A Missouri man convicted of ambushing and killing a police officer he blamed over the death of his younger brother has been executed.
Kevin Johnson, 37, died after an injection of pentobarbital at the state prison in Bonne Terre.
It was the state’s second execution this year and the 17th in America overall. Two more executions are scheduled in Missouri for the first few weeks of 2023.
Johnson’s lawyers did not deny that he killed St Louis area officer William McEntee in 2005, but contended he was sentenced to death in part because he is black.
However the courts, including the US supreme court and Republican governor Mike Parson declined to stop the execution.
Johnson declined to make a final statement before the lethal drug was administered.
In a first for modern executions in Missouri, Johnson was not in the execution room alone. His spiritual adviser, the Rev Darryl Gray, sat at his side. The men spoke softly until the drug was administered.
Mr Gray read from the Bible as Johnson shut his eyes. Within seconds, all movement ceased.
The spiritual adviser, a leading St Louis racial injustice activist, continued reading from the Bible or praying while patting Johnson’s shoulder.
“We read scripture and had a word of prayer,” Mr Gray said afterwards. “He apologised again. He apologised to the victim’s family. He apologised to his family. He said he was looking forward to seeing his baby brother. And he said he was ready.”
Officer McEntee was a 20-year veteran of the police department in Kirkwood, a St Louis suburb.
A 43-year-old husband and father of three, he was among the officers sent to Johnson’s home on July 5, 2005, to serve a warrant for his arrest. Johnson was on probation for assaulting his girlfriend, and police believed he had violated probation.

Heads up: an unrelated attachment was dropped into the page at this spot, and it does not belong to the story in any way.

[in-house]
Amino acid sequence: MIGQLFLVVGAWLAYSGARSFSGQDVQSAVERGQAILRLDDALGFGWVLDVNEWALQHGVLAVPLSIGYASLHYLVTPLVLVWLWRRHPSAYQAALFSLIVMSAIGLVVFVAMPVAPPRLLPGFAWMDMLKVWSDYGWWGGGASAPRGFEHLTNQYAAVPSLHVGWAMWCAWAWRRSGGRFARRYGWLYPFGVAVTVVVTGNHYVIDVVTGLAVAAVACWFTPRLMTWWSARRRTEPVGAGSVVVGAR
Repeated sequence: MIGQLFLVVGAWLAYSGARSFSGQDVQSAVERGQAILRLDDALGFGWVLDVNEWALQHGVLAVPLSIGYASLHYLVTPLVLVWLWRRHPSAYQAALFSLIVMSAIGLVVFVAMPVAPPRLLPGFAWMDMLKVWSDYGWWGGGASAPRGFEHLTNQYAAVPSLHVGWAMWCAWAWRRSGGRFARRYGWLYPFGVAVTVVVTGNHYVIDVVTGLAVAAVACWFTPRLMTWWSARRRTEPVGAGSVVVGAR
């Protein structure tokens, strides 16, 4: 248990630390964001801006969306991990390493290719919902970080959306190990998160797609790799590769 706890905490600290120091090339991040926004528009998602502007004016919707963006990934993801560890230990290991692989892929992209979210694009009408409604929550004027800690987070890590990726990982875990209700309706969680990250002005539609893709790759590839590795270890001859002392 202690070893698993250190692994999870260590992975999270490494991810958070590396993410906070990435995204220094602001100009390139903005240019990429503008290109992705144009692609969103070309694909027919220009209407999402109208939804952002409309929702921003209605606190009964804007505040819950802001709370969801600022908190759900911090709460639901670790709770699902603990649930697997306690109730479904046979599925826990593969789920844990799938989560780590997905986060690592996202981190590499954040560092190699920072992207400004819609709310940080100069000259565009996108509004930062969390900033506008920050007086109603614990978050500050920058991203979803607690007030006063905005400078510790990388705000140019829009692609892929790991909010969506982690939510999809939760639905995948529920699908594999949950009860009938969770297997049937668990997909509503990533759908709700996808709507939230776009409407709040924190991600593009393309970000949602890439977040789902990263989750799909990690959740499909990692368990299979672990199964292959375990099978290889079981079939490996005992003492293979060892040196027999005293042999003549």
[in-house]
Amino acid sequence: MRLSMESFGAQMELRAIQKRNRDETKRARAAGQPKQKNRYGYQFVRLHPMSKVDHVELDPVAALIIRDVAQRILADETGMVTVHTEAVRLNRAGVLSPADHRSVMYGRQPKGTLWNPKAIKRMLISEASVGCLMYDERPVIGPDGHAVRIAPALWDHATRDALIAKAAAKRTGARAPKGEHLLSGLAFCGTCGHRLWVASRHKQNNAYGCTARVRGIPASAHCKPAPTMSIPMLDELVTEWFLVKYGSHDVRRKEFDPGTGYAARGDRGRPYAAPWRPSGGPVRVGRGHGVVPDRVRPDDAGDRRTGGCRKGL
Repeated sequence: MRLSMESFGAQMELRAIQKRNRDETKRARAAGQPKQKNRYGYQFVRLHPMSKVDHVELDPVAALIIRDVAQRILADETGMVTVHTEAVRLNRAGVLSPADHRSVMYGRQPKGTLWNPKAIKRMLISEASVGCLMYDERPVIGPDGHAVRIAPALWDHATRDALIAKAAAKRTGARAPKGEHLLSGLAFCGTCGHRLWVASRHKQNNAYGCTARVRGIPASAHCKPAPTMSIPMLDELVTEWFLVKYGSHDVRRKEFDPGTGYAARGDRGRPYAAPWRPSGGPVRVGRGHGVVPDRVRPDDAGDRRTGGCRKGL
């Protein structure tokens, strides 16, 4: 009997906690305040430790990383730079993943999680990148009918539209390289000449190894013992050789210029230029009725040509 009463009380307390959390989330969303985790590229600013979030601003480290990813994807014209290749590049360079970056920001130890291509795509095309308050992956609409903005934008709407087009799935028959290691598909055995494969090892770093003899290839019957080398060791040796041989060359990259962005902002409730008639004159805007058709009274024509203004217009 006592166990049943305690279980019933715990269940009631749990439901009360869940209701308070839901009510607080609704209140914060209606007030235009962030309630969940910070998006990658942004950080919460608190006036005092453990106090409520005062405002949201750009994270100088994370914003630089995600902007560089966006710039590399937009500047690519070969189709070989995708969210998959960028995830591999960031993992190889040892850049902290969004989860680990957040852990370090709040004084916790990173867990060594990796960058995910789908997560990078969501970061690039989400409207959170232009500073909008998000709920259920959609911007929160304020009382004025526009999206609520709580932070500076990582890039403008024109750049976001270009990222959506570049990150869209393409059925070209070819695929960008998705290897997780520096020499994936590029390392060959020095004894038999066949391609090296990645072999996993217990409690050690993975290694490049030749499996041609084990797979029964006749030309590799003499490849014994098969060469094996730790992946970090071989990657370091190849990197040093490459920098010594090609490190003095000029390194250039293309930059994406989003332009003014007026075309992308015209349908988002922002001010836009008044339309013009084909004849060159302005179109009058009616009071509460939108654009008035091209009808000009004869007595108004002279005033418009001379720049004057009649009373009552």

Johnson, who was aged 19 at the time, saw officers arrive and awoke his 12-year-old brother, Joseph “Bam Bam” Long, who ran to a house next door.
Once there, the boy, who suffered from a congenital heart defect, collapsed and began having a seizure.
Johnson testified at trial that Officer McEntee kept his mother from entering the house to help his brother, who died a short time later at a hospital.
That evening, Officer McEntee returned to the area to check on unrelated reports of fireworks being set off. A court filing from the Missouri attorney general’s office said the policeman was in his car questioning three children when Johnson shot him through the open passenger-side window, striking the officer’s leg, head and torso. A teenager was also struck, but survived.
Johnson then got into the car and took Officer McEntee’s gun.
The court filing said Johnson walked down the street and told his mother that McEntee “let my brother die” and “needs to see what it feels like to die”.
Though she told him: “That’s not true,” Johnson returned to the shooting scene and found Officer McEntee alive, on his knees near the patrol car.
Johnson shot him in the back and in the head, killing him.
Officer McEntee’s wife, Mary McEntee, read a statement after Tuesday’s execution that said Johnson acted as “judge, juror and executioner” in killing her husband.
“Bill was killed on his hands and knees in front of strangers, the people he dedicated his life to,” Mary McEntee said.
Johnson’s lawyers previously asked the courts to intervene for other reasons, including a history of mental illness and his age at the time of the crime.
Courts have increasingly moved away from sentencing teen offenders to death since the supreme court in 2005 banned the execution of offenders who were younger than 18 at the time of their crime.
But a broader focus of appeals had alleged racial bias.
The US saw 98 executions in 1999 but the number has dropped dramatically in recent years. Missouri already has two scheduled for early 2023.
Convicted killer Scott McLaughlin is scheduled to die on January 3, while convicted killer Leonard Taylor’s execution is set for February 7.